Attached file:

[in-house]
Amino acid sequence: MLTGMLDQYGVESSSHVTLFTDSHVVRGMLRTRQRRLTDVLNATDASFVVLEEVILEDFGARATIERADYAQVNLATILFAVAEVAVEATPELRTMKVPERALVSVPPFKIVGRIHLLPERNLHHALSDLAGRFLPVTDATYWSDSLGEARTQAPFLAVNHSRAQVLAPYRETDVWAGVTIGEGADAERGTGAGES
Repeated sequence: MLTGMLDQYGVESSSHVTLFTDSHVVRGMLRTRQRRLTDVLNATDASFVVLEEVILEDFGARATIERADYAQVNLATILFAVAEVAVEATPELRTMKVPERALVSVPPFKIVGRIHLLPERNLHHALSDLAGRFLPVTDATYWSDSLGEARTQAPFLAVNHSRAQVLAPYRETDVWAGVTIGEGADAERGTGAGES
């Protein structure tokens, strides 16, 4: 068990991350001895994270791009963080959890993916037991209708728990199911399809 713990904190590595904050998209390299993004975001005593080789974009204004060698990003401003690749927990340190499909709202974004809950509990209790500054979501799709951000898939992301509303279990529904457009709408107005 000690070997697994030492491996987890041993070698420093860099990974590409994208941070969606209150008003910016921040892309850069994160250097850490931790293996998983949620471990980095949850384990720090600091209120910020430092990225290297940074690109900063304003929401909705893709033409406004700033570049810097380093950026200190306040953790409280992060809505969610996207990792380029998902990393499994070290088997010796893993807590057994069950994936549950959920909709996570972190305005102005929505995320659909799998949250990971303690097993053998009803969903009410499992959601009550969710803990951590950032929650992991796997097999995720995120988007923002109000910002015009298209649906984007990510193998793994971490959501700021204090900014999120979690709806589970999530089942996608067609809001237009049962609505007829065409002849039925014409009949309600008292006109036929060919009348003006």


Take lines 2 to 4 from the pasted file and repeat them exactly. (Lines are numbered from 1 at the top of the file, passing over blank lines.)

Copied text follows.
Amino acid sequence: MLTGMLDQYGVESSSHVTLFTDSHVVRGMLRTRQRRLTDVLNATDASFVVLEEVILEDFGARATIERADYAQVNLATILFAVAEVAVEATPELRTMKVPERALVSVPPFKIVGRIHLLPERNLHHALSDLAGRFLPVTDATYWSDSLGEARTQAPFLAVNHSRAQVLAPYRETDVWAGVTIGEGADAERGTGAGES
Repeated sequence: MLTGMLDQYGVESSSHVTLFTDSHVVRGMLRTRQRRLTDVLNATDASFVVLEEVILEDFGARATIERADYAQVNLATILFAVAEVAVEATPELRTMKVPERALVSVPPFKIVGRIHLLPERNLHHALSDLAGRFLPVTDATYWSDSLGEARTQAPFLAVNHSRAQVLAPYRETDVWAGVTIGEGADAERGTGAGES
């Protein structure tokens, strides 16, 4: 068990991350001895994270791009963080959890993916037991209708728990199911399809 713990904190590595904050998209390299993004975001005593080789974009204004060698990003401003690749927990340190499909709202974004809950509990209790500054979501799709951000898939992301509303279990529904457009709408107005 000690070997697994030492491996987890041993070698420093860099990974590409994208941070969606209150008003910016921040892309850069994160250097850490931790293996998983949620471990980095949850384990720090600091209120910020430092990225290297940074690109900063304003929401909705893709033409406004700033570049810097380093950026200190306040953790409280992060809505969610996207990792380029998902990393499994070290088997010796893993807590057994069950994936549950959920909709996570972190305005102005929505995320659909799998949250990971303690097993053998009803969903009410499992959601009550969710803990951590950032929650992991796997097999995720995120988007923002109000910002015009298209649906984007990510193998793994971490959501700021204090900014999120979690709806589970999530089942996608067609809001237009049962609505007829065409002849039925014409009949309600008292006109036929060919009348003006």